With the object f of type that is now available, all operations can be carried out that were originally in the interface definition IPBook.idl have been established. The CORBA runtime system and our preparatory work now ensure that all on the object f (the Client stub, Stub = stub) automatically on the Servant, that means on the address range of the server program cabsrv_co lying object of the type are forwarded. Logically, the server program has to be started before the client can be called (there is the possibility to activate the server via the implementation repository on demand to be carried out, but this goes beyond the subject of this »Introduction« to CORBA).

So we now call the method with the two arguments and from the command line:

f -> addEntry (argv [1], argv [2]);

The rest of the program is dedicated to catching exceptions and displaying their cause:

} catch (CORBA :: SystemException_catch & ex) {ex -> _print (cerr); cerr << endl; rc = 1; } return rc; }

Second, we need a program to search for names in the phone book. The input

cabsearch_co Surname

should that too Surname Get the corresponding phone number from the server. The source code of the program (cabsearch_co.cpp) is given here without comment, with the knowledge gained so far, its interpretation should be possible without any problems:

#include #include "IPBook.h" #include #include usingnamespace std; int main (int argc, char ** argv) {CORBA :: ORB_var orb = CORBA :: ORB_init (argc, argv); int rc = 0; if (argc! = 2) {cerr << "usage:" << argv [0] << "name \ n"; exit (1); } ifstream in ("IPBook.ref"); char s [1000]; in >> s; in.close (); try {CORBA :: Object_var obj = orb -> string_to_object (s); IPBook_var f = IPBook :: _ narrow (obj); cout << f -> searchEntry (argv [1]) << endl; } catch (CORBA :: SystemException_catch & ex) {ex -> _print (cerr); cerr << endl; rc = 1; } return rc; }

Now the client programs can be translated and linked:

mico-c ++ -c cabadd_co.cpp mico-c ++ -c cabsearch_co.cpp mico-ld -o cabsearch_co cabsearch_co.o IPBook.o -lmico2.3.11 mico-ld -o cabadd_co cabadd_co.o IPBook.o -lmico2.3.11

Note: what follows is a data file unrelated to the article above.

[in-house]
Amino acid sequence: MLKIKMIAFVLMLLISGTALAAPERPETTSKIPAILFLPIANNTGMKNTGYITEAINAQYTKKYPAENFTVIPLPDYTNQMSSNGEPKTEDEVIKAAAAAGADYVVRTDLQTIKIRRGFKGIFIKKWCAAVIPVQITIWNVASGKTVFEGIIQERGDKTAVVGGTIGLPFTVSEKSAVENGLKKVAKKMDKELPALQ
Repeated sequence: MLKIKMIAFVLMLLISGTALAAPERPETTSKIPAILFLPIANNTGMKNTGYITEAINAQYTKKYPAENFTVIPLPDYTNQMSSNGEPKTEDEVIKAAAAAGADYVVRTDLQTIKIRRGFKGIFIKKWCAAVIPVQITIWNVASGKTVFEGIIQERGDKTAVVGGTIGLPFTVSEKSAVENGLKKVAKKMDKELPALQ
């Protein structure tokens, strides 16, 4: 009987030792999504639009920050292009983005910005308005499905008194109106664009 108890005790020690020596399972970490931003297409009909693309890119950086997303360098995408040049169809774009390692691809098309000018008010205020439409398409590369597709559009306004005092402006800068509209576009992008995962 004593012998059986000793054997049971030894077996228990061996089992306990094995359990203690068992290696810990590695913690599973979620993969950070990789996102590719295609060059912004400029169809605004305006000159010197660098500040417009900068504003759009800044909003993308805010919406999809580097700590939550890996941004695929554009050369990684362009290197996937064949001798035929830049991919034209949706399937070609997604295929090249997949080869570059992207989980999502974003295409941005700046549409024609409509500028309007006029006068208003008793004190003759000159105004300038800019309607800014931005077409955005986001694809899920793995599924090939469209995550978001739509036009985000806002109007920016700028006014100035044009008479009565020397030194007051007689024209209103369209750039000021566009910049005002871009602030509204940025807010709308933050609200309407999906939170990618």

Logically needs the servant object IPBook_impl.o in contrast to the server program, cannot be linked here.

Now we can test our first complete CORBA application:

$ cabsrv_co & $ cabadd_co Kurt 123 $ cabadd_co Heinz 445-566 $ cabsearch_co Kurt 123 $ cabsearch_co Moni ??? $ iordump One downer remains: so that the client and server can find each other, the object reference (IOR) of the servant had to be saved in a file. Both client and server programs need access to this file. As long as both programs are on one Computer is running, this shouldn't be a problem. But what if there are computer limits to be overcome? You might still be able to make do with setting up network drives (e.g. SAMBA or NFS shares), but you will soon come up against administrative limits. Therefore, methods are presented in the following two chapters to transport object references in a different way: The use of the proprietary MICO binder and the inclusion of the CORBA naming service.

The MICO binder

The CORBA implementation MICO provides the MICO-Binder as an aid for the localization of server objects. This is based on the following consideration: In order to be able to clearly identify and find a servant in a network, an IOR is not necessarily required. Alternatively, it is possible to designate a servant by its network address. In a TCP / IP network, network addresses consist of the IP address of the computer (or its name) and a port number. Since IP addresses and host names are assigned centrally, the worldwide uniqueness of the combination of IP address: port number is guaranteed. If a CORBA server program makes several objects available to the outside world, these can be differentiated by the type of servant (more precisely, by the repository ID of the interface definition). If there are several servants of the same type, the programmer has to give them a unique name (for each server program).